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Commentary: Violent Free Speech Must Be Treated Fairly

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(Sacramento, CA)
Friday, July 1, 2011

I once wrote an editorial in defense of the state law that barred the sale of violent video games to children. The U.S. Supreme court this week declared that law unconstitutional. The court's right. I was wrong.

My impulse was understandable. The games targeted are vile. One depicted a man crawling on the street, begging for mercy. The video game player shoots him, and then pours gasoline on his still writhing body.

But as Justice Antonin Scalia wrote, there is no absence of gore in the fairy tales many parents read to their children.  In Snow White, the wicked queen is made to dance in red hot slippers until she falls down and dies.  In Hansel and Gretel, children kill their captor by baking her in an oven. And in that high school reading list favorite, The Odyssey, the hero kills his enemy "by grinding out his eye with a heated stake."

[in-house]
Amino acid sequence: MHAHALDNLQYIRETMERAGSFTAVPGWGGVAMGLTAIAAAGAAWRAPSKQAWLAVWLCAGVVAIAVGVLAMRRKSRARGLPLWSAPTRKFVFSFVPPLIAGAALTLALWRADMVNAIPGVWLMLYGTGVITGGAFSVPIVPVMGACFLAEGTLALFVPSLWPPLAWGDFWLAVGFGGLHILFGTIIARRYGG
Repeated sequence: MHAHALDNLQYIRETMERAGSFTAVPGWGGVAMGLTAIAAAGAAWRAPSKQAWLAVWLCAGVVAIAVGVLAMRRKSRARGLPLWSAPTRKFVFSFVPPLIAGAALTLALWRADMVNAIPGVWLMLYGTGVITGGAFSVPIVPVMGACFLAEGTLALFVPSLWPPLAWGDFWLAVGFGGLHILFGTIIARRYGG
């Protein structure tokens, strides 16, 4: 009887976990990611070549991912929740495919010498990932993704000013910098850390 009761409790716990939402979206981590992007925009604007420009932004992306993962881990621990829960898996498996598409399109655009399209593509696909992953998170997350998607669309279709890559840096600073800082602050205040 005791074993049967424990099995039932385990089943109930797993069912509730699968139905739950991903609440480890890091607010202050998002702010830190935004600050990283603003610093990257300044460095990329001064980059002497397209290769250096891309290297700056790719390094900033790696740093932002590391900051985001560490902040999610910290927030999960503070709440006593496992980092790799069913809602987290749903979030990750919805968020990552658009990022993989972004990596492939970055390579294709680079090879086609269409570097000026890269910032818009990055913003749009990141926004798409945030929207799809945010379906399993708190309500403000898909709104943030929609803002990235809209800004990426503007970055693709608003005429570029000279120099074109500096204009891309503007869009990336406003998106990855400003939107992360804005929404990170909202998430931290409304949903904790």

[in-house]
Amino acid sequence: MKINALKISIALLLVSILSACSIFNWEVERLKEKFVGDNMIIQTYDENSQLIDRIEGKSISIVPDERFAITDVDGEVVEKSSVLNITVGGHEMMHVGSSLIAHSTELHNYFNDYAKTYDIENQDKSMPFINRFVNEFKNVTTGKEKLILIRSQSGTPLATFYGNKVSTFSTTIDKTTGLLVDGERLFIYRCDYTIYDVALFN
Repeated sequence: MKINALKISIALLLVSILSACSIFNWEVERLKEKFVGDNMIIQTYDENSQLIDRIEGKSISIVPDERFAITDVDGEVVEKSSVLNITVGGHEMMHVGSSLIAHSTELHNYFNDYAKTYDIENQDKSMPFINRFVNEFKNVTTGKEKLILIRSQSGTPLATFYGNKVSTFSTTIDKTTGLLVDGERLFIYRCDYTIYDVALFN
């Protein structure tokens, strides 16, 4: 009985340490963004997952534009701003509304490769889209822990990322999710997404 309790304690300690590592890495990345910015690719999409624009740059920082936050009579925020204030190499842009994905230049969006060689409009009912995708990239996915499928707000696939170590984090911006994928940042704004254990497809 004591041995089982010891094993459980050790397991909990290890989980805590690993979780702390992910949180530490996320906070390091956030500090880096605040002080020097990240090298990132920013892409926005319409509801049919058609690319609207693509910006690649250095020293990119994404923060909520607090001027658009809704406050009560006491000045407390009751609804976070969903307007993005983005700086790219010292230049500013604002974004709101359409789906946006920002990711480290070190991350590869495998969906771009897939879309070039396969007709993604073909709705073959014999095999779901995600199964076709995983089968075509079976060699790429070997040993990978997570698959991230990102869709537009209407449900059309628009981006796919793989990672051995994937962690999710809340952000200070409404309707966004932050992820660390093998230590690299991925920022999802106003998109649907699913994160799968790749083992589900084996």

California attempted to treat one form of violent free speech - video games, differently from other forms - violence in books (for example), movies or even Saturday morning cartoons. And that's wrong.

I really hate violent video games, but I agree with the court. Ultimately, it's parents who must decide what their children are exposed to. Not, the government.


Ginger Rutland writes for The Sacramento Bee opinion pages.

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